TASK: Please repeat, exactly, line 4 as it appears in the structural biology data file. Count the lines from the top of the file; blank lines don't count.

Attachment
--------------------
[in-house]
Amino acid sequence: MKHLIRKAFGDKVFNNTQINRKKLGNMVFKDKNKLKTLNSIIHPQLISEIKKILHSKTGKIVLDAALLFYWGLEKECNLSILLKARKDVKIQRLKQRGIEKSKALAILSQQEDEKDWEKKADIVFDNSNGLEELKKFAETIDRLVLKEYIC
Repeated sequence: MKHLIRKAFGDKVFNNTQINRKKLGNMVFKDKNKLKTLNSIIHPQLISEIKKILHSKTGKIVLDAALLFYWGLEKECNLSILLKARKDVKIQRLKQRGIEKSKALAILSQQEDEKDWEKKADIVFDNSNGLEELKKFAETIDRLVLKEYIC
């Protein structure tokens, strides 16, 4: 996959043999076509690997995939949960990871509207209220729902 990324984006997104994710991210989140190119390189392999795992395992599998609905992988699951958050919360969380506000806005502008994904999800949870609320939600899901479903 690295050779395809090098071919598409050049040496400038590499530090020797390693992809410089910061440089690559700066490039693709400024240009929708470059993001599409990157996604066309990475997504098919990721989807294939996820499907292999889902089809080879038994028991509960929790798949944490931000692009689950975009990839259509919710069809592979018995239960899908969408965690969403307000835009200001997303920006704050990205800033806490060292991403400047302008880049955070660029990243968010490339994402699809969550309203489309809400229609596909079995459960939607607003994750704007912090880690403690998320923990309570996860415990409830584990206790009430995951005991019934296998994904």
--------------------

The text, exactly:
């Protein structure tokens, strides 16, 4: 996959043999076509690997995939949960990871509207209220729902 990324984006997104994710991210989140190119390189392999795992395992599998609905992988699951958050919360969380506000806005502008994904999800949870609320939600899901479903 690295050779395809090098071919598409050049040496400038590499530090020797390693992809410089910061440089690559700066490039693709400024240009929708470059993001599409990157996604066309990475997504098919990721989807294939996820499907292999889902089809080879038994028991509960929790798949944490931000692009689950975009990839259509919710069809592979018995239960899908969408965690969403307000835009200001997303920006704050990205800033806490060292991403400047302008880049955070660029990243968010490339994402699809969550309203489309809400229609596909079995459960939607607003994750704007912090880690403690998320923990309570996860415990409830584990206790009430995951005991019934296998994904």